We now continued on a  walk that follows the Cockle Mill Burn and continues on to meet the sea at Ruddons Point at the east end of Largo Bay. This was our place to rest awhile as we enjoyed a snack while taking in the sights of the numerous sea birds.


From Ruddons Point we then walked the length of Shell Bay. From Shell Bay if the tide was on the ebb we'd take the low road, the cliff chain walk/scramble, back to West Bay.  If the tide was on the inflow we'd make our way along the top of the cliffs to the Croupie Rock then go down on to the beach at West Bay. Our walk continued along West Bay then around The Chapel and back to the Ferry Beach to our place of beginning.


At other times, from the east end of Shell Bay, instead of returning by way of the cliffs we'd take the landward track to the north that follows the dark side of the hill of Kincraig. Our path then went by way of the Damflit, the 'Leven Trees, (at one time there were eleven trees that grew in a line along the side of this road), the wild pear tree that grew from a discarded seed from the core of an eaten pear, the old burned out and ruined mansion house between the Grange and Grangehill farms, then followed the track road across the links to Glovers Wynd and to the beach at Earlsferry House.  We then ended up walking the beach back to our starting out place.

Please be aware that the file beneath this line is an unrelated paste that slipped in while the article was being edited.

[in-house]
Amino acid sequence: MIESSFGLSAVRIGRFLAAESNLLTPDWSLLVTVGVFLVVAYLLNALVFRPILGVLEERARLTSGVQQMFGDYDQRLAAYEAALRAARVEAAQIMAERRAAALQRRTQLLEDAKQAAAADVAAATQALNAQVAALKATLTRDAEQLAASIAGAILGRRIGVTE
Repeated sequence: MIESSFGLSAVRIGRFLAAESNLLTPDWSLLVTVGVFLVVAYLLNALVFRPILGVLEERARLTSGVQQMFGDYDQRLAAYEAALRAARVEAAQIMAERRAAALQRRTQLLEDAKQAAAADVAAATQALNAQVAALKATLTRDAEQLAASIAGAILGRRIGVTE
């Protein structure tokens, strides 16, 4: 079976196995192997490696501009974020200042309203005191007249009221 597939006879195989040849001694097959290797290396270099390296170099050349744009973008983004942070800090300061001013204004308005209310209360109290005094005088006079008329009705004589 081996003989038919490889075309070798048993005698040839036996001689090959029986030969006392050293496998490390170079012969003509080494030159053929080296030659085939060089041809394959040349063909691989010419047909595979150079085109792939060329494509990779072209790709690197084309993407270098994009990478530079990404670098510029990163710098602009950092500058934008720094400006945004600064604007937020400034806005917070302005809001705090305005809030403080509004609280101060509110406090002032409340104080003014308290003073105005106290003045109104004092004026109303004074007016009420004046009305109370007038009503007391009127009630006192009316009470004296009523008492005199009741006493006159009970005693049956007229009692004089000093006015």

A note about this pear tree. My brother John had a pear tree in his garden that would produce but a very few pears. John came to the conclusion that his pear tree needed some help.  John took a tiny paint brush and an envelope and collected pollen from the wild pear tree then used that to pollinate the tree in his garden.   Bingo!


From Earlsferry there are numerous great walks. The round trip walk by way of the Cadgers was a favorite.

Another great and extended walk for the energetic is after getting to Shell bay, to cross the Cockle Mill burn, walk the length of Largo Bay then go to Upper Largo and to the top of Largo Law. The 360 degree view from the top is quite outstanding. If you go, take some water and a sandwich.